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Pharmaceutical liability in Florida: A primer

Those injured by medications may be able to hold the pharmacist responsible.

Patients can suffer serious injury when a pharmacist makes a mistake, and mistakes are not uncommon. According to a recent study by the Healthcare Providers Service Organization (HPSO), common claims made by patients against pharmacists include providing the wrong medication or the wrong dosage. These two claims make up over 75% of all claims against pharmacists and can lead to unintentional overdoses, fatal injuries and unexpected patient death.

In most cases, a victim or their loved ones will move forward with a pharmaceutical liability claim using the legal theory of negligence. If able to build a claim, the victim can use the civil court system, as opposed to the criminal system, to receive compensation. The compensation can help make the victim whole by offsetting, at least in part, the damage done by the negligent party.

The basic elements that a victim will need to establish to build a successful case against a pharmacist generally include duty, breach, causation and damage.

Element of negligent #1: Duty.

First, the injured party or their loved ones must show that the pharmacist owed a duty to care to the victim. The victim will likely establish this element if the pharmacist was serving as the victim’s healthcare provider. When serving as a patient’s pharmacist, the board that governs over the pharmacist’s license as well as laws at both the state and federal level require the pharmacist provide the correct medication, in the right dose with the right instructions. A failure to do so, or to discuss possible side effects, are examples of potential violations of this duty.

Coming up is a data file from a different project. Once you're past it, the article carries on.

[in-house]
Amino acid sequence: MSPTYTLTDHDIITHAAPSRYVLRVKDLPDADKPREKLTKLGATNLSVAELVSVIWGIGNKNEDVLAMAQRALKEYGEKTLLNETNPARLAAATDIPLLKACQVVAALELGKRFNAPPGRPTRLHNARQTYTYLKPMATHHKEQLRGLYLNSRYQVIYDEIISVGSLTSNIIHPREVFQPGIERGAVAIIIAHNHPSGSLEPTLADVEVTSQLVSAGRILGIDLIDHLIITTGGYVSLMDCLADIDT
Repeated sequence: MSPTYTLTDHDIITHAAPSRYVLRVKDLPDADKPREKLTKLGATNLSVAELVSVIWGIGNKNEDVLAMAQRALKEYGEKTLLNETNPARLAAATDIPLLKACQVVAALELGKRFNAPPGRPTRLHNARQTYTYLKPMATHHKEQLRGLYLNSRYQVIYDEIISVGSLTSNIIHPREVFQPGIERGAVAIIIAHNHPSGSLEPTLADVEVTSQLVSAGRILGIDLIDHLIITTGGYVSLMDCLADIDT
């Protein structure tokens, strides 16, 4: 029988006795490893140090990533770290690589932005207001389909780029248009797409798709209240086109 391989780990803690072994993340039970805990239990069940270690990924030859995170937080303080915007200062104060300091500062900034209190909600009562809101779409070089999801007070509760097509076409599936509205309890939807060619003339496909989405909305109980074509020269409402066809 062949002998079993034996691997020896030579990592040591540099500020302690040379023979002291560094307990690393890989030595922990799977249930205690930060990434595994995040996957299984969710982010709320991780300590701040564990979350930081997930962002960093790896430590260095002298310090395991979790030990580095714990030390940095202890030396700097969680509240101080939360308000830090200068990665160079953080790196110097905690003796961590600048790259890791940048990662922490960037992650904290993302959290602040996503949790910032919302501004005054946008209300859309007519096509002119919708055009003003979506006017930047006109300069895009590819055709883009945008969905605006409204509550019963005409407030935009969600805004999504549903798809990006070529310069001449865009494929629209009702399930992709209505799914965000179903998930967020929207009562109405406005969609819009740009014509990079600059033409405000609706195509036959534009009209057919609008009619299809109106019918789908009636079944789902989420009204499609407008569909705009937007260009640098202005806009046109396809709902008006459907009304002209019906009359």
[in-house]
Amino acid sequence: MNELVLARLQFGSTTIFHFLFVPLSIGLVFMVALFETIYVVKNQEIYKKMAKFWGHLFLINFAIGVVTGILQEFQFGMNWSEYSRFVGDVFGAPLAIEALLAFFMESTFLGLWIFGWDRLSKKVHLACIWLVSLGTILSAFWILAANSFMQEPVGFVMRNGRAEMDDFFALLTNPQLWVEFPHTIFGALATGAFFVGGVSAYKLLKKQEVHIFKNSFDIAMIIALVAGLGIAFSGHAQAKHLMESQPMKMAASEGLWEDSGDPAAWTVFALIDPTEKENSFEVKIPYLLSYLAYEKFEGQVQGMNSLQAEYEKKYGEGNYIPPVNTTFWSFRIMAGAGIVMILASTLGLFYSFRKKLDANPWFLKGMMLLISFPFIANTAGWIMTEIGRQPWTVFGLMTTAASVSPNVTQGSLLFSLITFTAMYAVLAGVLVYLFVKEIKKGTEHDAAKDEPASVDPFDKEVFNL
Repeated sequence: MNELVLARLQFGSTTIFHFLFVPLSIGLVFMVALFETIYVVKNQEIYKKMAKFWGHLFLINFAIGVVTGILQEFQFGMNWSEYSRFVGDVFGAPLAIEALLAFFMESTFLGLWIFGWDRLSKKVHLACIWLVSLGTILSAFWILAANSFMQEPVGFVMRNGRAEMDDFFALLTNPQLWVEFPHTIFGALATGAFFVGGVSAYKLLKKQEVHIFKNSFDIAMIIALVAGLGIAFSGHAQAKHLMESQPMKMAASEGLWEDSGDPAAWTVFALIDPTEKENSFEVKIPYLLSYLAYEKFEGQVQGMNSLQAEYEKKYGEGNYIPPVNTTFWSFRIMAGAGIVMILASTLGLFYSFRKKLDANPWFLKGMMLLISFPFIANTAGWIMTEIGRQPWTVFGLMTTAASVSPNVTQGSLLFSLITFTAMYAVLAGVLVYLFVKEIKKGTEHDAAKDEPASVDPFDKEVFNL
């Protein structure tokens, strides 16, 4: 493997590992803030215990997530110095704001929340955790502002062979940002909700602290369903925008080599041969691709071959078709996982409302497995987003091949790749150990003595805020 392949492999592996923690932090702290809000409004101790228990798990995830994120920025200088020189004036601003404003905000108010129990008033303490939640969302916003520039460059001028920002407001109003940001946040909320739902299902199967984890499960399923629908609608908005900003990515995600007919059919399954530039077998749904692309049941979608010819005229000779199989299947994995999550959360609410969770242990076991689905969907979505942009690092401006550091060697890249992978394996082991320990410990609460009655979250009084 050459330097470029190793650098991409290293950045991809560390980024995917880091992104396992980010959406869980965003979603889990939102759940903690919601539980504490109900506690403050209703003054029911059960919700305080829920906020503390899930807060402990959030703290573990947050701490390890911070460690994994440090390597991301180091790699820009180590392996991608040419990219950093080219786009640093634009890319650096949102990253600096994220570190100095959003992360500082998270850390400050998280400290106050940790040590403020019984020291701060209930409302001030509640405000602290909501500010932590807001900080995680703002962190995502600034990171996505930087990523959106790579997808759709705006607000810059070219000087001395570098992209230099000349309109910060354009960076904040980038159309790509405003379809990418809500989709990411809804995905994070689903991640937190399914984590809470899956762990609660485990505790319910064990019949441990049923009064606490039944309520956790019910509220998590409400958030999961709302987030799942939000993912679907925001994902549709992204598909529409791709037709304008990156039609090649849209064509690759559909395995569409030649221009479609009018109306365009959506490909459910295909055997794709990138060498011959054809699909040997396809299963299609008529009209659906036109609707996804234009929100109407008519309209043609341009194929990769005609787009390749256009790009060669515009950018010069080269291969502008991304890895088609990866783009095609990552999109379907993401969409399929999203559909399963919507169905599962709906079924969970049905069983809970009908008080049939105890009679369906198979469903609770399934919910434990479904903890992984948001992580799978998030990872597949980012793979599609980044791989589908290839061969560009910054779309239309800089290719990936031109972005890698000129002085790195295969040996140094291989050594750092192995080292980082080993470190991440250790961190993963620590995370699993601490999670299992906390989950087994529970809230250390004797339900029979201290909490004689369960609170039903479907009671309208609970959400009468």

Element of negligence #2: Breach.

Next, the patient must establish that the pharmacist failed to meet this duty. Violation of a federal or state statute can satisfy this element. Florida state law requires the pharmacist to discuss potential adverse reactions and counsel the patient on proper use of drug. A failure to meet either of these obligations could suffice to meet this element.

Element of negligence #3: Causation.

The patient or their loved ones will also need to show that the pharmacist’s breach caused the injury. In many cases, this element requires the use of expert testimony.

Element of negligence #4: Damage.

Finally, the victim will need to show that there were injured. Medical records and further expert testimony can help establish this claim.

Victims are wise to be aware that the pharmacist will likely fight back. The pharmacist may argue that the patient misused the medication or that the injury was actually caused by something else unrelated to use of the medication. Being prepared for these arguments can help to better ensure a successful claim.